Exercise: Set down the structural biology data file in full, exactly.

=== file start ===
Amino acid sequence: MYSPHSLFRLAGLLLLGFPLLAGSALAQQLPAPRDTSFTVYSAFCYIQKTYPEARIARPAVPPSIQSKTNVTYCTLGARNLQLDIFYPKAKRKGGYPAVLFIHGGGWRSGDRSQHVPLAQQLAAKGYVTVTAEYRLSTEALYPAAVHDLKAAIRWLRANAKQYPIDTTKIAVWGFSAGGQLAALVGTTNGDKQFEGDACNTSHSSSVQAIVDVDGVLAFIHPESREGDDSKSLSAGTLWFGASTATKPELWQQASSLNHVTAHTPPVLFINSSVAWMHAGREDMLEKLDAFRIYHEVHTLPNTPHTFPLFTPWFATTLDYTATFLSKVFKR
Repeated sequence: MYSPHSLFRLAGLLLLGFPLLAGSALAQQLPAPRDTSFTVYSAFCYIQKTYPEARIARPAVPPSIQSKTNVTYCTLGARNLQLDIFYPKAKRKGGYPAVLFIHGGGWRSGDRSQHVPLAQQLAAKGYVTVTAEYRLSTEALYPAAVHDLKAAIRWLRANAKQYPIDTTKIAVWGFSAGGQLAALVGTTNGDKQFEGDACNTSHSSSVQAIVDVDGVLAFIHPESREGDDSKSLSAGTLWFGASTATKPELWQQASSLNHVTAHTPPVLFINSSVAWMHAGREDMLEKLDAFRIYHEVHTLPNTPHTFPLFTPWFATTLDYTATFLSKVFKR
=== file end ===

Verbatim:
Amino acid sequence: MYSPHSLFRLAGLLLLGFPLLAGSALAQQLPAPRDTSFTVYSAFCYIQKTYPEARIARPAVPPSIQSKTNVTYCTLGARNLQLDIFYPKAKRKGGYPAVLFIHGGGWRSGDRSQHVPLAQQLAAKGYVTVTAEYRLSTEALYPAAVHDLKAAIRWLRANAKQYPIDTTKIAVWGFSAGGQLAALVGTTNGDKQFEGDACNTSHSSSVQAIVDVDGVLAFIHPESREGDDSKSLSAGTLWFGASTATKPELWQQASSLNHVTAHTPPVLFINSSVAWMHAGREDMLEKLDAFRIYHEVHTLPNTPHTFPLFTPWFATTLDYTATFLSKVFKR
Repeated sequence: MYSPHSLFRLAGLLLLGFPLLAGSALAQQLPAPRDTSFTVYSAFCYIQKTYPEARIARPAVPPSIQSKTNVTYCTLGARNLQLDIFYPKAKRKGGYPAVLFIHGGGWRSGDRSQHVPLAQQLAAKGYVTVTAEYRLSTEALYPAAVHDLKAAIRWLRANAKQYPIDTTKIAVWGFSAGGQLAALVGTTNGDKQFEGDACNTSHSSSVQAIVDVDGVLAFIHPESREGDDSKSLSAGTLWFGASTATKPELWQQASSLNHVTAHTPPVLFINSSVAWMHAGREDMLEKLDAFRIYHEVHTLPNTPHTFPLFTPWFATTLDYTATFLSKVFKR